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Wednesday, June 22, 2016

Lies, damned lies and the European Referendum

With less than 24 hours left before polls open, it has all gone a bit Game of Thrones over here in Referendum UK. It is not quite as gory, but the leading figures of the Remain and Leave campaigns are fighting like a bunch of public schoolboys. Oh, wait a minute....!

The Telegraph's live blog of events records the insults being traded by both sides, summing up the reason why nobody believes a word either side is saying and why most people wish they would just go away and leave them alone. In fact, 10pm on Thursday cannot come quick enough.

It all started to go a bit crazy when Michael Gove invoked Godwin's Law and compared economic experts warning about Brexit to Nazis who smeared Albert Einstein’s scientific findings during the 1930s. I am not a big fan of economists myself but of course the big difference is that Einstein had a tenable thesis, whereas the Brexiteers just have speculation, and of course the economists in question are not in the pay of the government as the German scientists were.

This enabled David Cameron to have a pop at his erstwhile friend and colleague. He told LBC:

"Let me tell you what I think is the most extraordinary thing in the news today, and that is the Leave campaign, comparing these independent experts, businesses, economists, Nobel Prize winners to sort of Nazi propagandists.

"I think I’m afraid the Leave campaign here are making a massive mistake. If in our country, you know look at these people, some of them won Nobel Prizes, many of them are working for independent institutions we set up after the war. These businesses don’t normally come off the fence on an issue like this and speak so clearly. And I think when you’ve got that weight of opinion saying there’s a real risk to the British economy, to jobs, to families’ finances then it really is worth listening.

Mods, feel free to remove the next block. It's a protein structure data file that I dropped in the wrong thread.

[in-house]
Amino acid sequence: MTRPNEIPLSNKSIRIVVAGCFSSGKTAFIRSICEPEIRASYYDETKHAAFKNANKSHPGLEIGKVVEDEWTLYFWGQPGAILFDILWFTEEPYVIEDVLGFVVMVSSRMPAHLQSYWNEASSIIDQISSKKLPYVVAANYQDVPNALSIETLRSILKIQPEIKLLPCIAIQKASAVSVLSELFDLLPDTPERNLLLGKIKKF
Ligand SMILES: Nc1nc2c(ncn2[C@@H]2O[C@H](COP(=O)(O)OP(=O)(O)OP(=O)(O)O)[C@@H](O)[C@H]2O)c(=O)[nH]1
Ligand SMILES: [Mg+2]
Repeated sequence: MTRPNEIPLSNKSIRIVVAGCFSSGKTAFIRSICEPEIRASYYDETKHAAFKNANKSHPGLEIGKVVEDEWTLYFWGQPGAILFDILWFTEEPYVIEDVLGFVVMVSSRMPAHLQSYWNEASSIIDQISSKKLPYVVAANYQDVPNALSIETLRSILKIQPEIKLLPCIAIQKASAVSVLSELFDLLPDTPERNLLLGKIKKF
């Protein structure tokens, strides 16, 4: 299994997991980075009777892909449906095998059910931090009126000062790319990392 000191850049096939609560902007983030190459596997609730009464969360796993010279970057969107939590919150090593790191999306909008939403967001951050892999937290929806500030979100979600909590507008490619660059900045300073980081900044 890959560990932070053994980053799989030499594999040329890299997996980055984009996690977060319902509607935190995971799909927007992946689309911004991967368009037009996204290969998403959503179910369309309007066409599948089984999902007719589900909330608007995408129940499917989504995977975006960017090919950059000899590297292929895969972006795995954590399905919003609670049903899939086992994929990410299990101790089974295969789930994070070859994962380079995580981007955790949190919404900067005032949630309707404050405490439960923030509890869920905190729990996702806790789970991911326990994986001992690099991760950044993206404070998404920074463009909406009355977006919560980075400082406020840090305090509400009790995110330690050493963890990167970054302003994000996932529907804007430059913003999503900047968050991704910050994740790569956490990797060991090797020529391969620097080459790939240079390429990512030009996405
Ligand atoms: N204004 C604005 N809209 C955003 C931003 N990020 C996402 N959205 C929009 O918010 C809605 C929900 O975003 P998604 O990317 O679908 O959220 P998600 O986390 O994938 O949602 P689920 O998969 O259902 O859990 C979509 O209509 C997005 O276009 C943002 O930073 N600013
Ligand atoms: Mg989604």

"And if we’re going to go to a world where we say, I’m not going to listen to experts, that’s an extraordinary thing to do."

And then Boris Johnson pitched in saying that the Michael Gove analogy comparing Remain-supporting economists to Nazi propagandists was okay. Cameron responded by suggesting that Gove had lost the plot only for the former work and pensions secretary Iain Duncan Smith to change the subject by accusing Cameron of lying about Turkey's prospects of joining the EU.

Talking of Nazis, Nigel Farage was asked if he had apologised for his controversial "breaking point" immigration poster based on Nazi propaganda, only to deny that he had done so, despite suggestions by his party that he had.

And then Michael Gove apologised for his remarks about the war: "Yesterday I was asked a question by Iain Dale about the predictions of doom for the economy.

"I answered as I often do with a historical analogy. It was clumsy and inappropriate.

"Obviously I did not mean to imply anything about the motives of those who have spoken out in favour of staying in the EU.

"Throughout the campaign I’ve avoided making personal attacks, I'm sorry for speaking so clumsily, and apologise for giving offence.

"I think Britain will be more prosperous if we end our connection to the euro project and I should have answered this question directly."

Will Boris now apologise for defending Michael Gove's misplaced analogy?

I don't think I can take the suspense any longer. I am off to watch the football where at least England, Wales, and Northern Ireland are still in Europe. For now, at least.
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